Finally, one of the members of the second set disappeared into the kitchen, and in the absence of a quorum, the debate stalled momentarily and eyes started to drift back to the television. Two minutes later, our emissary returned, and in a remarkably bipartisan gesture, admitted that his party was wrong, and that egg and flour were both very much present. The bill was successfully passed. Then a businesslike gentleman, who must have been the chairman of the appropriations committee, cut in to ask if I wanted to order anything else.
I most definitely did. I asked for rice and a curry, which arrived in a shallow saucer, inflammatory with kokum but still somehow smooth with coconut, so deeply ruddy that I was certain it included tomatoes. (I was wrong. I’d learn later that Mangaloreans used tomatoes in chicken and mutton dishes, but rarely when they curried fish.) The parliament around me rattled off the other ingredients: ginger, long green chillies, garlic, onions, and fenugreek. The cut of fish, they admitted, was just of a cheap river fish, to inject the gravy with some sort of flavour.
I’m pretty sure they told me exactly what that fish was, but I was too busy eating to pay them my fullest attention. The fish in the rawa fry was what they called ‘murumeen’, a Malayalam word that refers to a type of snapper found in estuaries and seasonally in the lower reaches of rivers. Under its crust of rawa, it was soft and flaky, and hit with citrus from the lemon juice in the spice paste. If I did it right, I could peel off all three layers — the crunchy rawa, the tangy spice, the delicate fish — at the same time, to then assemble them in my mouth in an explosive fusion of textures and tastes. I picked the murumeen clean, spooned the last of the curry into my mouth, and sat back on my schoolroom bench to watch the rest of the cricket match. From outside, as the night deepened, we must have looked like a home-grown version of Edward Hopper’s Nighthawks, sitting silently in this glowing old house that opened onto the resounding stillness of Mangalore.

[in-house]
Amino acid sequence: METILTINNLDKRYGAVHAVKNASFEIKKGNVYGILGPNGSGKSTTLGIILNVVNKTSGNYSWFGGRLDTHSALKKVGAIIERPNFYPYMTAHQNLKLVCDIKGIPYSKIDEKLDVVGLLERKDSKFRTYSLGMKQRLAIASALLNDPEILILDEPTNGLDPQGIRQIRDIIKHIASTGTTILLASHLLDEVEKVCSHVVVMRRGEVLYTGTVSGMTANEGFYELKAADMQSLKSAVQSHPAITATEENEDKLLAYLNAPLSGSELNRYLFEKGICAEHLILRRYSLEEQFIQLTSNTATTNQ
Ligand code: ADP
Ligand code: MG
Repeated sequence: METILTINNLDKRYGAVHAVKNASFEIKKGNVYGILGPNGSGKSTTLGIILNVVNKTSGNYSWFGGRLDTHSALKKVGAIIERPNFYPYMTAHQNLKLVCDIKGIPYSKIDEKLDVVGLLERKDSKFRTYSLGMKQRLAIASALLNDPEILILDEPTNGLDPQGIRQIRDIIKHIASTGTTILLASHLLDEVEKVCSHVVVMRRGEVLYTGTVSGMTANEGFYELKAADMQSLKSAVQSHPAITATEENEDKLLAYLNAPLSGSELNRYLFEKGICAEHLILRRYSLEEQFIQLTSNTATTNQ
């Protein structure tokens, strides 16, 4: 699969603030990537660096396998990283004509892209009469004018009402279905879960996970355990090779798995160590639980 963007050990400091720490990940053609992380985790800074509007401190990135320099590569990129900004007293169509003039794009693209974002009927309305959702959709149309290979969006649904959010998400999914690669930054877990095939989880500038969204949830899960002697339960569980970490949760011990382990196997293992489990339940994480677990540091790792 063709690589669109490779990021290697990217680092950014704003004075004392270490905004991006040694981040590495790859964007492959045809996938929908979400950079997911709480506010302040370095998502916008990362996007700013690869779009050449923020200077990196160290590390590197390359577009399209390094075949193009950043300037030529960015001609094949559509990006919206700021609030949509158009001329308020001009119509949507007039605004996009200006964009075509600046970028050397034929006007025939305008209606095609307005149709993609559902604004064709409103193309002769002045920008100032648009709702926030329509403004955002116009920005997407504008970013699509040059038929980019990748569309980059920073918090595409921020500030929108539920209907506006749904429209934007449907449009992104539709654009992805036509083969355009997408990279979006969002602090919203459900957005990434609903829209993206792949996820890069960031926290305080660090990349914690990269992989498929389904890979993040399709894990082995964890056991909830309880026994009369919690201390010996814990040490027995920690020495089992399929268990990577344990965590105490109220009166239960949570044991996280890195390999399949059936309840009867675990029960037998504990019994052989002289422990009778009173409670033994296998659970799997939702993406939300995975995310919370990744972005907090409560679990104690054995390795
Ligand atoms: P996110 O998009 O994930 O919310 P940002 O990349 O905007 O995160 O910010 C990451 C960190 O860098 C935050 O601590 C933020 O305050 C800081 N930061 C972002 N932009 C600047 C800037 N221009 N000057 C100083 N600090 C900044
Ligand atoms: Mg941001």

All my frantic telephoning, on my first day in town, had fortuitously led me to Jaideep Shenoy, a correspondent of The Hindu in Mangalore, a stolid, laconic individual who was kind enough to take a few hours out of a working day to listen to the woes of a directionless eater. To Shenoy, I owe thanks on two counts: For accompanying me to Narayan’s, and for introducing me to Vasudev Boloor.
First, Narayan’s — a tiny restaurant, sitting inside an alley near Mangalore’s riverside wharf. The area itself is called Bunder, the word surviving intact from the Persian term for ‘port’ or, more poetically, ‘haven.’ (Shenoy’s guide to finding the restaurant is more prosaic: Go to the State Bank of India building, and then just ask for Narayan’s. ‘Anybody can tell you.’) At lunchtime, Narayan’s has a teeming ground floor and, via a narrow staircase, service on the first floor as well. Even from the doorway, I could see straight through the dining hall into the kitchen, where a stone grinder of Olympian proportions churned out vast quantities of fresh masala. Around tables that were already occupied, waiting patrons stood like tussocks of patient grass. Every so often, they were nudged to one side or the other with a murmured ‘Side-u, side-u’ from the owner of Narayan’s, who circulated with a big tray of fish fresh from the kitchen.